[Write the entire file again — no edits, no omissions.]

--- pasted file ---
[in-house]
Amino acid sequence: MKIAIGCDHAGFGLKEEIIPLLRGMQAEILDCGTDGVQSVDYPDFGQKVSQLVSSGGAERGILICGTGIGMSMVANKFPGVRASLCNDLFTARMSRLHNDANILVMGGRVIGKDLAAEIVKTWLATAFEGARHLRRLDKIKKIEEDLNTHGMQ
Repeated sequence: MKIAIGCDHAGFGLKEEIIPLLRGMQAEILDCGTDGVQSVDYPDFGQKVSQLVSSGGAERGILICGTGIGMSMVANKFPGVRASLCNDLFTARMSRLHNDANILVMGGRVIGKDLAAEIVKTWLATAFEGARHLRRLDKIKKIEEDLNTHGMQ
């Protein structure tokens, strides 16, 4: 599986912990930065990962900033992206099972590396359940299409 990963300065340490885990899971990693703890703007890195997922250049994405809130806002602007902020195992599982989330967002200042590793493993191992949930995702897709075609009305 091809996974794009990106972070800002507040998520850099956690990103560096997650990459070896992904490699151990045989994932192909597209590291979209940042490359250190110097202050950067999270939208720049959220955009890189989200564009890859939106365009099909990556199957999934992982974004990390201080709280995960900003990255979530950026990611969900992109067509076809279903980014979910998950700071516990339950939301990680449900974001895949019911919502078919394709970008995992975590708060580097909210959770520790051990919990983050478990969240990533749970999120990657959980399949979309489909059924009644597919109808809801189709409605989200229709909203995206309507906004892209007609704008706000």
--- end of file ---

[in-house]
Amino acid sequence: MKIAIGCDHAGFGLKEEIIPLLRGMQAEILDCGTDGVQSVDYPDFGQKVSQLVSSGGAERGILICGTGIGMSMVANKFPGVRASLCNDLFTARMSRLHNDANILVMGGRVIGKDLAAEIVKTWLATAFEGARHLRRLDKIKKIEEDLNTHGMQ
Repeated sequence: MKIAIGCDHAGFGLKEEIIPLLRGMQAEILDCGTDGVQSVDYPDFGQKVSQLVSSGGAERGILICGTGIGMSMVANKFPGVRASLCNDLFTARMSRLHNDANILVMGGRVIGKDLAAEIVKTWLATAFEGARHLRRLDKIKKIEEDLNTHGMQ
């Protein structure tokens, strides 16, 4: 599986912990930065990962900033992206099972590396359940299409 990963300065340490885990899971990693703890703007890195997922250049994405809130806002602007902020195992599982989330967002200042590793493993191992949930995702897709075609009305 091809996974794009990106972070800002507040998520850099956690990103560096997650990459070896992904490699151990045989994932192909597209590291979209940042490359250190110097202050950067999270939208720049959220955009890189989200564009890859939106365009099909990556199957999934992982974004990390201080709280995960900003990255979530950026990611969900992109067509076809279903980014979910998950700071516990339950939301990680449900974001895949019911919502078919394709970008995992975590708060580097909210959770520790051990919990983050478990969240990533749970999120990657959980399949979309489909059924009644597919109808809801189709409605989200229709909203995206309507906004892209007609704008706000």